Celtization of Greece is not likely as an immediate effect, a important factor would be that the Hellenistic kingdom would definitely be compelled to move into the political vacuum left by the defeated Macedonian kingdoms and peninsular leagues, it could signify further migrations into Dardania, Paeonia, Moesia and Thracia, which could mean Celtization of those places instead and further pressure on Greece.

Demographically Greece could be really ruined, if there is no effective political replacement, from example from OTL Pyrrhus from Epirus, it could also mean a stronger migration of Macedonian mercenaries and Greeks towards the Hellenistic kingdoms, this coupled with the seemingly poor demographics of 2nd century BCE Greece could mean a depopulated Greece, although I might be exaggerating in my description.

Lascaris

Celtization of Greece is not likely as an immediate effect, a important factor would be that the Hellenistic kingdom would definitely be compelled to move into the political vacuum left by the defeated Macedonian kingdoms and peninsular leagues, it could signify further migrations into Dardania, Paeonia, Moesia and Thracia, which could mean Celtization of those places instead and further pressure on Greece.

Demographically Greece could be really ruined, if there is no effective political replacement, from example from OTL Pyrrhus from Epirus, it could also mean a stronger migration of Macedonian mercenaries and Greeks towards the Hellenistic kingdoms, this coupled with the seemingly poor demographics of 2nd century BCE Greece could mean a depopulated Greece, although I might be exaggerating in my description.

Gloss

Red_Neptune

It is more likely the Celts become Hellenized (although they will likely maintain to a certain degree some of their customs as well as parts of their ethnolinguistic identity & be considered barbarians, esp. by some of the more "pure" Greeks) in a way not unsimilar to the Galatians. I don't see the Celts changing the course of history, especially in the face of an entrenched Hellenistic culture.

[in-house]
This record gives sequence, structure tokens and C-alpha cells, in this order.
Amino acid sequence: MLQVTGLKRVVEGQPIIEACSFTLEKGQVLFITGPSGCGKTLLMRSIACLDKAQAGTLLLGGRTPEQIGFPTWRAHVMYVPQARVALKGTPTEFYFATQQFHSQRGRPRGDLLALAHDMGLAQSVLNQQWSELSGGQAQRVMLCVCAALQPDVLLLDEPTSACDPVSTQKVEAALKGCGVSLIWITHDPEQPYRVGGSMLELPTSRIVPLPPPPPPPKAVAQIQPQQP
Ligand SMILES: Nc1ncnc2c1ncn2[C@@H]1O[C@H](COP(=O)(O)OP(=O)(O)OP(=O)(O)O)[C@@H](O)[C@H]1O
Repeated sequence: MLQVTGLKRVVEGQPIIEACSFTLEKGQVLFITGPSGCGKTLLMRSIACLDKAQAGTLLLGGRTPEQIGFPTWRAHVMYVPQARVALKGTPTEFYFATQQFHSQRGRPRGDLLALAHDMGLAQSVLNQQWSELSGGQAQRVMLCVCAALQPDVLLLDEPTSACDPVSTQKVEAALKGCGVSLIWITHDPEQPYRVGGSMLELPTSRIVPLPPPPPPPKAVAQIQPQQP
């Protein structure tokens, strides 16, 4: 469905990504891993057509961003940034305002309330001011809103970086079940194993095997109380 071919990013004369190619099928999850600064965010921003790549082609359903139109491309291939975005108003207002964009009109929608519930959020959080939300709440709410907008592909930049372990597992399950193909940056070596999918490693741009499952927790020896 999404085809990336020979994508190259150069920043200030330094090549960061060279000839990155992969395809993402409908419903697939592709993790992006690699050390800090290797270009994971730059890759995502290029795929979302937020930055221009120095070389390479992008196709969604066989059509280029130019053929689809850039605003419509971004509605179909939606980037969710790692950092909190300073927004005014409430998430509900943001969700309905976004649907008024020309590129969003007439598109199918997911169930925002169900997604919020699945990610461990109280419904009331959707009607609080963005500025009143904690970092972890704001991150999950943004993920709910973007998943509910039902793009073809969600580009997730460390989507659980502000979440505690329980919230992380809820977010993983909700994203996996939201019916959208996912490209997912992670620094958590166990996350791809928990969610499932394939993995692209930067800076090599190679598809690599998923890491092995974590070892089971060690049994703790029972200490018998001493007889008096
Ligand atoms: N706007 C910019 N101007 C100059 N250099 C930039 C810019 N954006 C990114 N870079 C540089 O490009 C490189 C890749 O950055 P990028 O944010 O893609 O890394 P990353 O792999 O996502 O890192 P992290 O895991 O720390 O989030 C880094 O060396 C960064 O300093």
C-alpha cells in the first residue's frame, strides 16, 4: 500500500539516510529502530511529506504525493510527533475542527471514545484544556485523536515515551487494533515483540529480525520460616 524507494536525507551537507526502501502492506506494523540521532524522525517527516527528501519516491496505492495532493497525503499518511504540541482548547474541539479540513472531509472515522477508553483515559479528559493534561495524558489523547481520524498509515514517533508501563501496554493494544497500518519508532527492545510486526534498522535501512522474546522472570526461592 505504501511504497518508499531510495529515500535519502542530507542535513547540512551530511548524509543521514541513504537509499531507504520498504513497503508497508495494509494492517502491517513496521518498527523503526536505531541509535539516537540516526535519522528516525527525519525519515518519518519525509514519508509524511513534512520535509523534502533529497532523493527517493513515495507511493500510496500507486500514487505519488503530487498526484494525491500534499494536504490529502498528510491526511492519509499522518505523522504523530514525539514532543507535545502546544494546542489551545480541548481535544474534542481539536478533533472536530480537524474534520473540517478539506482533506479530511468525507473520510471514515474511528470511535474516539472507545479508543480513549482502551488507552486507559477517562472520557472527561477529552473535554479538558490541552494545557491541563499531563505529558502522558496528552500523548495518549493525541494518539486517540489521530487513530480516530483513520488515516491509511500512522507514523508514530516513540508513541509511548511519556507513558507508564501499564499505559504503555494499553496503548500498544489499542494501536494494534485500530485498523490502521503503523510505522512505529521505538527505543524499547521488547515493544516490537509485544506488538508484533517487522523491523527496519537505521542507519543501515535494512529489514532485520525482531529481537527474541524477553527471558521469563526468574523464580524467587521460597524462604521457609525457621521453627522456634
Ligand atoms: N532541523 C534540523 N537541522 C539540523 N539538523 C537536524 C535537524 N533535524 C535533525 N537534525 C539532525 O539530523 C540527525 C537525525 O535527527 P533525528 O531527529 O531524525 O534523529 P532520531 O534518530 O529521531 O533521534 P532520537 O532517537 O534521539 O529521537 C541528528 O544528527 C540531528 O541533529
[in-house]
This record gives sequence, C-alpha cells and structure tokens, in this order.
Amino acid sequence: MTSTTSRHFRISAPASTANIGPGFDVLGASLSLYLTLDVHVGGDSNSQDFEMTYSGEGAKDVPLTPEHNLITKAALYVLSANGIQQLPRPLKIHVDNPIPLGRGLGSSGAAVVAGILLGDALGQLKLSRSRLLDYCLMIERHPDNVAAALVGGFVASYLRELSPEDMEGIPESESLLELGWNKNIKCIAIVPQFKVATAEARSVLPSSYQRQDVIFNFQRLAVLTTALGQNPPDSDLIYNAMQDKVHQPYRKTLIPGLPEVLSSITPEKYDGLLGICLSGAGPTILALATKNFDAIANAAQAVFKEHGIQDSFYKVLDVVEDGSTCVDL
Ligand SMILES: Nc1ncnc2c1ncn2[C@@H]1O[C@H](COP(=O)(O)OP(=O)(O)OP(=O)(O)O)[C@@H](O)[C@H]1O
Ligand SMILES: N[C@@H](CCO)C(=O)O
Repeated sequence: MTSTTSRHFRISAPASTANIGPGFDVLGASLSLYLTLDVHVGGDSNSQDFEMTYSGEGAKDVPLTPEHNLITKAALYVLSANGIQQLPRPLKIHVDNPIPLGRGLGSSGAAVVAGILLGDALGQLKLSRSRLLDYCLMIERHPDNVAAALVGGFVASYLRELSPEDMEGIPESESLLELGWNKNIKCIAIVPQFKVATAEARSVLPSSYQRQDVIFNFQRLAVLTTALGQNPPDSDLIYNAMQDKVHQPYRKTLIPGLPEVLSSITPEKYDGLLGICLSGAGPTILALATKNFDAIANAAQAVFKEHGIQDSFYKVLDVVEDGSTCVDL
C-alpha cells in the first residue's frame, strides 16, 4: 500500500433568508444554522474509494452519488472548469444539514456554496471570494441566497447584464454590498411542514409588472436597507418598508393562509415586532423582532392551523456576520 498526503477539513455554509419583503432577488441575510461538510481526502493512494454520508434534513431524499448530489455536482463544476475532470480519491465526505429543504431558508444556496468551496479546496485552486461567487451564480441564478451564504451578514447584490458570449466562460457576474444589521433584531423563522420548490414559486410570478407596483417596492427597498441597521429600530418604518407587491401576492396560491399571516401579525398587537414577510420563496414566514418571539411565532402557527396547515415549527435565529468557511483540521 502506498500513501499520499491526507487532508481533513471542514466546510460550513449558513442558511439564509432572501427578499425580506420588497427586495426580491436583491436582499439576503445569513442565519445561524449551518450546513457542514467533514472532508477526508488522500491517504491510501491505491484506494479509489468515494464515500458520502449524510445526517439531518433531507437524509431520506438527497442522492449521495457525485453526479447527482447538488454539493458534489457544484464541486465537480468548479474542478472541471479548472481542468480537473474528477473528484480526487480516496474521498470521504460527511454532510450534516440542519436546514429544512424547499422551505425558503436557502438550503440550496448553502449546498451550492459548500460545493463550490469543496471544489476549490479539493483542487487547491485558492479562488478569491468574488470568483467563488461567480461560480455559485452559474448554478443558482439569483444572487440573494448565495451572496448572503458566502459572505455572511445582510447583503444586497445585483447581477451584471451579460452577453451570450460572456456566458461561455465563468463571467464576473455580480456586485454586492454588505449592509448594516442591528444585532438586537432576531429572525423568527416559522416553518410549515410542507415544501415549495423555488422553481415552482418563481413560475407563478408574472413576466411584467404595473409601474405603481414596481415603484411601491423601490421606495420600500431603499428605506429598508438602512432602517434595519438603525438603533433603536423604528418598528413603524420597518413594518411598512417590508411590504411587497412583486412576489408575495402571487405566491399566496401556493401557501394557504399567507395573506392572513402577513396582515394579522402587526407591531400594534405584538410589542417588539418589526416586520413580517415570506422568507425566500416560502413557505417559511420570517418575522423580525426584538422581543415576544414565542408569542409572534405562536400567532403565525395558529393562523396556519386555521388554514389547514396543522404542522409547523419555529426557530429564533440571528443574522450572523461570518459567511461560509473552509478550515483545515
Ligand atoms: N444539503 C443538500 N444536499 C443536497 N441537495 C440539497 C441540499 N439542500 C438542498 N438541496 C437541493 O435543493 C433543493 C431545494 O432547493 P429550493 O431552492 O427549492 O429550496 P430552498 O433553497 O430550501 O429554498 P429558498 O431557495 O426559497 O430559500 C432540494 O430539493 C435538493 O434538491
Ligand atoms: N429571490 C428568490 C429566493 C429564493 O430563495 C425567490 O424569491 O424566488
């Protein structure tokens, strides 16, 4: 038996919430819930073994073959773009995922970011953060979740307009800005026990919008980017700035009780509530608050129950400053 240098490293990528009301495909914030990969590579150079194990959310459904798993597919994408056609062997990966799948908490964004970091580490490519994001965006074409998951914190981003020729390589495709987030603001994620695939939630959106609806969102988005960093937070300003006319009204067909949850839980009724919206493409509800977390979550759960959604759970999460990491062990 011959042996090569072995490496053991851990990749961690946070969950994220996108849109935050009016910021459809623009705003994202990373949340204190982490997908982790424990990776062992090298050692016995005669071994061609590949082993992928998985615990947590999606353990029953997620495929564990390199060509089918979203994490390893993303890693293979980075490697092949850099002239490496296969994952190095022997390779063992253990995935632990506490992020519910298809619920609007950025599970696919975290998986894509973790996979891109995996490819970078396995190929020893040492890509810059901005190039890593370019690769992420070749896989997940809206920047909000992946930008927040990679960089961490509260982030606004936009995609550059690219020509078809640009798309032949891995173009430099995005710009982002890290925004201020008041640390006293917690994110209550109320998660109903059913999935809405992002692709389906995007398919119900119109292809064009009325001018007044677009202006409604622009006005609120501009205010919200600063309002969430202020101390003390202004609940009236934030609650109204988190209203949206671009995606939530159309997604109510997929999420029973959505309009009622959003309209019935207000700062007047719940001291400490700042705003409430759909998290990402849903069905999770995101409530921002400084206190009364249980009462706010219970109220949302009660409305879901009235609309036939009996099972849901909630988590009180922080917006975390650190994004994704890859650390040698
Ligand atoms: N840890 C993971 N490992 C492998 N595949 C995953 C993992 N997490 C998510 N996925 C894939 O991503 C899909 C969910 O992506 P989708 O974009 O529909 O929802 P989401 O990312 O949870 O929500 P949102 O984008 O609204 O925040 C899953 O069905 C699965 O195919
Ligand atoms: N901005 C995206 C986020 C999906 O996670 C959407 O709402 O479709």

Gloss

Your source, at least insofar as it's not empty statements, rather points at Hellenization being limited to certain fields and frankly the concept of Hellenization is so broad that it's pointless, sure the elite assumed Hellenisic modes, but so did people that didn't end up under Greek rule or were already native and didn't start being Greek all of a sudden like Bythinians, Pontus and others.

Red_Neptune

My point was there is no reason to believe the Celts would maintain their culture as it had been pre-Brennus there is good reason to predict that the Celtic aristocracy would become integrated into the way things in the Hellenistic Eastern Mediterranean were. I don't see why the Celts wouldn't go down the path of Pontus (whose elite were originally Persian Zoroastrian refugees, but by Mithridatic times were championing the cause of the Greek world), Galatia (which started out as having been founded by Gauls, but by Roman times were being called Gallograeci and disparaged precisely because they were trying to be Greek, but their culture was viewed by Greek writers as a bastardization of 'pure' culture), or Bithynia (founded by Thracians, but whose kingdom was open to Greek colonists by Roman times & whose kings depicted themselves in Hellenistic style).